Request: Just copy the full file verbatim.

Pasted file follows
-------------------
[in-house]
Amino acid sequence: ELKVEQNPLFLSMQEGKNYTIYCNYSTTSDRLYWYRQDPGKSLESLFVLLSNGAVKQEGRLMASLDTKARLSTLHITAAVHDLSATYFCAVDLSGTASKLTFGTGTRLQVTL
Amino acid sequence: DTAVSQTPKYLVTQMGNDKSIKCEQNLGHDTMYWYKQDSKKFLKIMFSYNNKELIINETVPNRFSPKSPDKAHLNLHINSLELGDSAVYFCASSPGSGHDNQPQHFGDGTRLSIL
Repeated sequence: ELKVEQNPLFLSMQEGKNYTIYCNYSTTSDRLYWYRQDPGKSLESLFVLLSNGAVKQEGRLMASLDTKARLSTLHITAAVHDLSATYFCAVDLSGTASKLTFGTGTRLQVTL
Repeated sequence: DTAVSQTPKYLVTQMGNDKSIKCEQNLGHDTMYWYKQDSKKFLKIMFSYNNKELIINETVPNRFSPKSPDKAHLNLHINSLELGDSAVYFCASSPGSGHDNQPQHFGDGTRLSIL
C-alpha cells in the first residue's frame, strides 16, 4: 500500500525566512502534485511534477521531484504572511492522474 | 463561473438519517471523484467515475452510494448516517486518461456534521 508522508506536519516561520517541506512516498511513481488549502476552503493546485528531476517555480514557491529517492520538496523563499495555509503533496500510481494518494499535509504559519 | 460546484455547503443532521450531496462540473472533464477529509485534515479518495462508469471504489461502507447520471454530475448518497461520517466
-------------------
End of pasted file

[in-house]
Amino acid sequence: ELKVEQNPLFLSMQEGKNYTIYCNYSTTSDRLYWYRQDPGKSLESLFVLLSNGAVKQEGRLMASLDTKARLSTLHITAAVHDLSATYFCAVDLSGTASKLTFGTGTRLQVTL
Amino acid sequence: DTAVSQTPKYLVTQMGNDKSIKCEQNLGHDTMYWYKQDSKKFLKIMFSYNNKELIINETVPNRFSPKSPDKAHLNLHINSLELGDSAVYFCASSPGSGHDNQPQHFGDGTRLSIL
Repeated sequence: ELKVEQNPLFLSMQEGKNYTIYCNYSTTSDRLYWYRQDPGKSLESLFVLLSNGAVKQEGRLMASLDTKARLSTLHITAAVHDLSATYFCAVDLSGTASKLTFGTGTRLQVTL
Repeated sequence: DTAVSQTPKYLVTQMGNDKSIKCEQNLGHDTMYWYKQDSKKFLKIMFSYNNKELIINETVPNRFSPKSPDKAHLNLHINSLELGDSAVYFCASSPGSGHDNQPQHFGDGTRLSIL
C-alpha cells in the first residue's frame, strides 16, 4: 500500500525566512502534485511534477521531484504572511492522474 | 463561473438519517471523484467515475452510494448516517486518461456534521 508522508506536519516561520517541506512516498511513481488549502476552503493546485528531476517555480514557491529517492520538496523563499495555509503533496500510481494518494499535509504559519 | 460546484455547503443532521450531496462540473472533464477529509485534515479518495462508469471504489461502507447520471454530475448518497461520517466